Teach Me Equals – Knives in the Hope Chest

The debut recording by Teach Me Equals is a bold, visionary glimpse into the future of pop music. The duo combine traditionally orchestral instruments with samples and noise to create a hypnotic, dreamlike soundscapes.

Greg Bortnichak’s hushed, understated voice perfectly compliments band mate Erin Murphy’s beautiful vocal delivery. On “Coelacanth” Murphy’s voice stands practically alone as she sings “Now I was young when I first met the sea,” her cadence pitch perfect and astounding.

“Swallow the Smoke” is the most instantly engaging track with a galloping drum loop and a chorus comprised of a guitar riff accompanied by non-lyrical “oohs.” Three minutes in, the song quiets down to minimal violin and cello interplay, gradually building to an orgasmic climax before the rhythm drops. The chorus is infectious and you’ll find it implanted in your cerebral cortex for the foreseeable future.

Album closer “Lullaby For Piano” features multi-layered vocals which become hypnotic through repetition. While there’s no piano on the track, it does sound like something you’d sing to soothe a toddler waking from a hellish nightmare.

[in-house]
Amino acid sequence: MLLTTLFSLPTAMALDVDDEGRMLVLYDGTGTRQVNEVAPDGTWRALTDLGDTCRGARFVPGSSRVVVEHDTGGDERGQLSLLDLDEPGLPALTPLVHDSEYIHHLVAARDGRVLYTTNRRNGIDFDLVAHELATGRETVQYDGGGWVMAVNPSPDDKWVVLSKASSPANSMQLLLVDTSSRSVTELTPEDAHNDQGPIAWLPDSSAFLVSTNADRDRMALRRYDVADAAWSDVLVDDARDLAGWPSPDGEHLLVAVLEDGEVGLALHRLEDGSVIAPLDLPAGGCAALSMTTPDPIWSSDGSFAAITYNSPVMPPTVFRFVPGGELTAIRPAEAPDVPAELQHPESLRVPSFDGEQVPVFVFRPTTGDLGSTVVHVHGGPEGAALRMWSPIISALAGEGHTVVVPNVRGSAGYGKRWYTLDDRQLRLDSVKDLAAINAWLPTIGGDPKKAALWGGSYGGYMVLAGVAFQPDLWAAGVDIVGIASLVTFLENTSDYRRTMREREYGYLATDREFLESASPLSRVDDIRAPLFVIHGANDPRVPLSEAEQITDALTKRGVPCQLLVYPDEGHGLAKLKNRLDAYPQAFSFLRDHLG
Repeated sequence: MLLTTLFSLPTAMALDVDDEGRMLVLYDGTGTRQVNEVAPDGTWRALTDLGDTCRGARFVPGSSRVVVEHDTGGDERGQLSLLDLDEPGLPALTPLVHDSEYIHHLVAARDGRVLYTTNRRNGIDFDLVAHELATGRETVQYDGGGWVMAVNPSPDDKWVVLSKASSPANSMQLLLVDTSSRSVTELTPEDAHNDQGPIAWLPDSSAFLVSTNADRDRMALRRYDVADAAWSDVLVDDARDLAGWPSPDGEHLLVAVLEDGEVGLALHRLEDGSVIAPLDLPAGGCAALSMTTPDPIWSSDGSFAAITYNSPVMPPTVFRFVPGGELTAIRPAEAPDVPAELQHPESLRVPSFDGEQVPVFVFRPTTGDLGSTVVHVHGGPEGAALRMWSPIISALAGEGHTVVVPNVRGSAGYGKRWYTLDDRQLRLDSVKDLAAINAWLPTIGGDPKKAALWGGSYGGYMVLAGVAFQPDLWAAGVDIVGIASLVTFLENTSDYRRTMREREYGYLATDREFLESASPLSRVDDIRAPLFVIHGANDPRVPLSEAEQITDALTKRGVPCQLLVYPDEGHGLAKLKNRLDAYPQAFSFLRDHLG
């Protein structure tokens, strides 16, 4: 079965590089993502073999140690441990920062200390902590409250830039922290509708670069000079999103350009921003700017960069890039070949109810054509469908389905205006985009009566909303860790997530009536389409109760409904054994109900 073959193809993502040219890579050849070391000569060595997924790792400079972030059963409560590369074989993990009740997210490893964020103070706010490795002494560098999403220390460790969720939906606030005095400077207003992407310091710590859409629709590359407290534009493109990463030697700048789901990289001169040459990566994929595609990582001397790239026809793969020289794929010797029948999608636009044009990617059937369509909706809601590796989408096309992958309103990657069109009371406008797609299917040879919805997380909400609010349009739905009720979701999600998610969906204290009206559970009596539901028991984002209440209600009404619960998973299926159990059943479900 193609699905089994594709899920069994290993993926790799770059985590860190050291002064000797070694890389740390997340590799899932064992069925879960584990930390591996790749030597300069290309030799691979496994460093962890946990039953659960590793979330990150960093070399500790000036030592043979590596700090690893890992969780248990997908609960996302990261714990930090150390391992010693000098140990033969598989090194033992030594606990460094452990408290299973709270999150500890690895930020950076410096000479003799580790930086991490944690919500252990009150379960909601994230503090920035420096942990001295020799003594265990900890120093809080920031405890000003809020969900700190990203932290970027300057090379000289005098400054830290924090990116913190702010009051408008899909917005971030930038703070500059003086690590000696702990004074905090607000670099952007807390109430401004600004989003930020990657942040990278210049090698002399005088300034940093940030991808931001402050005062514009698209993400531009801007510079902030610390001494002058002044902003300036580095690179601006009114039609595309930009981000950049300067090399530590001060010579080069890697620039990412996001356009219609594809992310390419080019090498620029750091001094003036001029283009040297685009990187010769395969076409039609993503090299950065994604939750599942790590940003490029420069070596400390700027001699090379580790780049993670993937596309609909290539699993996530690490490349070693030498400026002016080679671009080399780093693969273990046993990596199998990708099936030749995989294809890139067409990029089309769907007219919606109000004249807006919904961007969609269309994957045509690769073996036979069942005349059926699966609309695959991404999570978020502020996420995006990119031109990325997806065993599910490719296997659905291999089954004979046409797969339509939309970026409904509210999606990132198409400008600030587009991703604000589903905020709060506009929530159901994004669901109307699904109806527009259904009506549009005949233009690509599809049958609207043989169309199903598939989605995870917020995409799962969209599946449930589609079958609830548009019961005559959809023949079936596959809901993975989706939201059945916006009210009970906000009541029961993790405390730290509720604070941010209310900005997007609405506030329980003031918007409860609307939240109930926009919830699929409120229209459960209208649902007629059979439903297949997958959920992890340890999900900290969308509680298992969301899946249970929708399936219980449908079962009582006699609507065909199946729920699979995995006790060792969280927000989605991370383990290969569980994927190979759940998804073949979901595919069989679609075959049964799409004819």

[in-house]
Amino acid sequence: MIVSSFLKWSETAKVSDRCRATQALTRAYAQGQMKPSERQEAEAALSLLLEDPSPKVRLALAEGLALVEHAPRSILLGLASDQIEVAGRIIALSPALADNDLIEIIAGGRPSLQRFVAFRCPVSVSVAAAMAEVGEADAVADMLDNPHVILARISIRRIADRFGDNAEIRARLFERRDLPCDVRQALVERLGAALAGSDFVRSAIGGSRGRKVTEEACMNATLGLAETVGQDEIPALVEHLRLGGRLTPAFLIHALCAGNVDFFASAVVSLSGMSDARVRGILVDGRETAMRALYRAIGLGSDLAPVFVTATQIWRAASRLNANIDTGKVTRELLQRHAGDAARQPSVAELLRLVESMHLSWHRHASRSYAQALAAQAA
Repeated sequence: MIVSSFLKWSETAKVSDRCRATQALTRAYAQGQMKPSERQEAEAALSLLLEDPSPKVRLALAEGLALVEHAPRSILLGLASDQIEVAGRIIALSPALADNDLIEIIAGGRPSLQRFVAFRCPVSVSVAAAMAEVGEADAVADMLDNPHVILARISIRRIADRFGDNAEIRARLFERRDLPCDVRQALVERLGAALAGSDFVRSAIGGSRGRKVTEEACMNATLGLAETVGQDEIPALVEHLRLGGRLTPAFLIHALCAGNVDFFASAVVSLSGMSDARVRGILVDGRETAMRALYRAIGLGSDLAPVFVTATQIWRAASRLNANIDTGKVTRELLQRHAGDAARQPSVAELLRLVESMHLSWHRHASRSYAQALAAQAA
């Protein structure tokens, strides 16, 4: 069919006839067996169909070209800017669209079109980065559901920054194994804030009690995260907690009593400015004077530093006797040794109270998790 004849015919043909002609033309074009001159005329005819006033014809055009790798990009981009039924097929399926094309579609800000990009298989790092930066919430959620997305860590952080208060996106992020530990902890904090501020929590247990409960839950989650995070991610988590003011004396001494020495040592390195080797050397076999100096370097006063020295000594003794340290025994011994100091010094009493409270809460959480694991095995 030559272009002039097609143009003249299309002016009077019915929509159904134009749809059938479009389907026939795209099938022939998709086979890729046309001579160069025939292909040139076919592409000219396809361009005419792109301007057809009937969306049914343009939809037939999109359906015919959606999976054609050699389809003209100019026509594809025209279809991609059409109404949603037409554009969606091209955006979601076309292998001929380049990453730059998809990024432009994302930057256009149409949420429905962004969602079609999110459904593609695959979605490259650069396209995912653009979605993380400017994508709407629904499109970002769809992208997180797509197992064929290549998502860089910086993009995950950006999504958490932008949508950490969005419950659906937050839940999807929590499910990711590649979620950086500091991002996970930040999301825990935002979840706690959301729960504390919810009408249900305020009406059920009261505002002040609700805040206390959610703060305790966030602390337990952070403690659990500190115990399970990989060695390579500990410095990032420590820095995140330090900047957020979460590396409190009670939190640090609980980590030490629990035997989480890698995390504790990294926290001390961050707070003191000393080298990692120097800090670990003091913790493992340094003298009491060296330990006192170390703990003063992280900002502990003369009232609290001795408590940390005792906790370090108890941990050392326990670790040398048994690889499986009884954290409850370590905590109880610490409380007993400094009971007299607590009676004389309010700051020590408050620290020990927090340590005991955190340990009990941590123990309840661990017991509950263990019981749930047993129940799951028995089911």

At times the dense atmospherics and electronic percussion recall Kid A and Amnesiac-era Radiohead or perhaps what The xx would sound like if they were more musically informed. The lack of a traditional drummer is only noticed when the rhythm sounds too much like a dusty, old metronome or a Casio keyboard as is the case on “As the Crow Flies.”

Knives in the Hope Chest is a stunning initial statement and feels as though it were produced by a much more seasoned band. There’s something new and groundbreaking here. If redefining pop was their goal, Teach Me Equals have succeeded, leaving only the question of what they are capable of accomplishing next.

Rating: 11 out of 12 cans of PBR!


About Ben Allen

Our music editor Ben Allen was born one stormy evening in a quaint Northern California coastal village. Upon birth he was immediately exposed to the soothing analog sounds of artists such as Fleetwood Mac, The Beatles, Paul Simon, Captain Beefheart and Santana. As the lad grew, so did his appreciation for an assortment of abrasive hard rock. A pubescent flirtation with butt metal was shattered in the early 1990’s by exposure to Nirvana and other so-called “Alternative” bands. While in college, our protagonist became a DJ on a local station, and began work as a freelance music journalist. During this period he became entranced with artists such as Tortoise, Slint, Modest Mouse, Guided By Voices and Pavement. Currently Allen resides in Arcata, CA where he continues to obsess and salivate over new recordings by his favorite artists. He works with music industry people to ensure that Savage Henry’s contributors receive music and other promotional materials. He also writes a silly monthly list titled “Ben’s 10.”

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